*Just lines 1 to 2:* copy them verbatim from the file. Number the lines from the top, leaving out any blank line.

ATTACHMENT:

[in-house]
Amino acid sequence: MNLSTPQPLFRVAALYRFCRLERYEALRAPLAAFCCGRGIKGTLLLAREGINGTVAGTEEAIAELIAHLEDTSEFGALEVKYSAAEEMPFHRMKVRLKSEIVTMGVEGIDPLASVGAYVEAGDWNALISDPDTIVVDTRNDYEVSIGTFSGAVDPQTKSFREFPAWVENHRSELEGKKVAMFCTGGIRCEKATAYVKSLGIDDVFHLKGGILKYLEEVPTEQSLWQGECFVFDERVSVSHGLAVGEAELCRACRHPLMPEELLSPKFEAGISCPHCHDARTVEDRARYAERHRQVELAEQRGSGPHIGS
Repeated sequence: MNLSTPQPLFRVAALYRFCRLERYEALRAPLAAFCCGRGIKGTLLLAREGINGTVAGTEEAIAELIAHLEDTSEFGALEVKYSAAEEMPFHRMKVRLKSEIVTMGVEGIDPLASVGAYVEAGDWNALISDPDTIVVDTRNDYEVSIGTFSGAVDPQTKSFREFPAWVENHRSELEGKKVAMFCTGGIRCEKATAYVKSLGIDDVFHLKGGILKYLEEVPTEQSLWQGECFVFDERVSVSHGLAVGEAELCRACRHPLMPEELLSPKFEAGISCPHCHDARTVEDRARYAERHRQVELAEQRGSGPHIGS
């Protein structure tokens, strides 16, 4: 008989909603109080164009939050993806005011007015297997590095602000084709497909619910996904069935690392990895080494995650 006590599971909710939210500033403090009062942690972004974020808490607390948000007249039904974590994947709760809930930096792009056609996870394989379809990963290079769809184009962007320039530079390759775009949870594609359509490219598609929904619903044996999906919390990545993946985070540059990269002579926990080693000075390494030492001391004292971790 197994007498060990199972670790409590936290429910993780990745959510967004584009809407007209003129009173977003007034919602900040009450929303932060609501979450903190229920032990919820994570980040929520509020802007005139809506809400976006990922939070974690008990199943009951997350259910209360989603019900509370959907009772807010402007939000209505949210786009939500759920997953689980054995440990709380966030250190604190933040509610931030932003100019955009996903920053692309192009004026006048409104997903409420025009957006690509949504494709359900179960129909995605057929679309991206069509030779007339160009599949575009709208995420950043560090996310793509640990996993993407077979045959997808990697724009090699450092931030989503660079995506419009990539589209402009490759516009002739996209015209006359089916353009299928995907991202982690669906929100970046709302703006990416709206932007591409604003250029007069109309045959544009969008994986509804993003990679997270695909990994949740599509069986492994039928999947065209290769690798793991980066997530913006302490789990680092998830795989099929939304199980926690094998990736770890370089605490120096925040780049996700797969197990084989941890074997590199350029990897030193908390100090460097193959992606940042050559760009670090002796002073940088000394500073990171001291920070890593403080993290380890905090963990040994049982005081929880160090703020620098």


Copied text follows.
[in-house]
Amino acid sequence: MNLSTPQPLFRVAALYRFCRLERYEALRAPLAAFCCGRGIKGTLLLAREGINGTVAGTEEAIAELIAHLEDTSEFGALEVKYSAAEEMPFHRMKVRLKSEIVTMGVEGIDPLASVGAYVEAGDWNALISDPDTIVVDTRNDYEVSIGTFSGAVDPQTKSFREFPAWVENHRSELEGKKVAMFCTGGIRCEKATAYVKSLGIDDVFHLKGGILKYLEEVPTEQSLWQGECFVFDERVSVSHGLAVGEAELCRACRHPLMPEELLSPKFEAGISCPHCHDARTVEDRARYAERHRQVELAEQRGSGPHIGS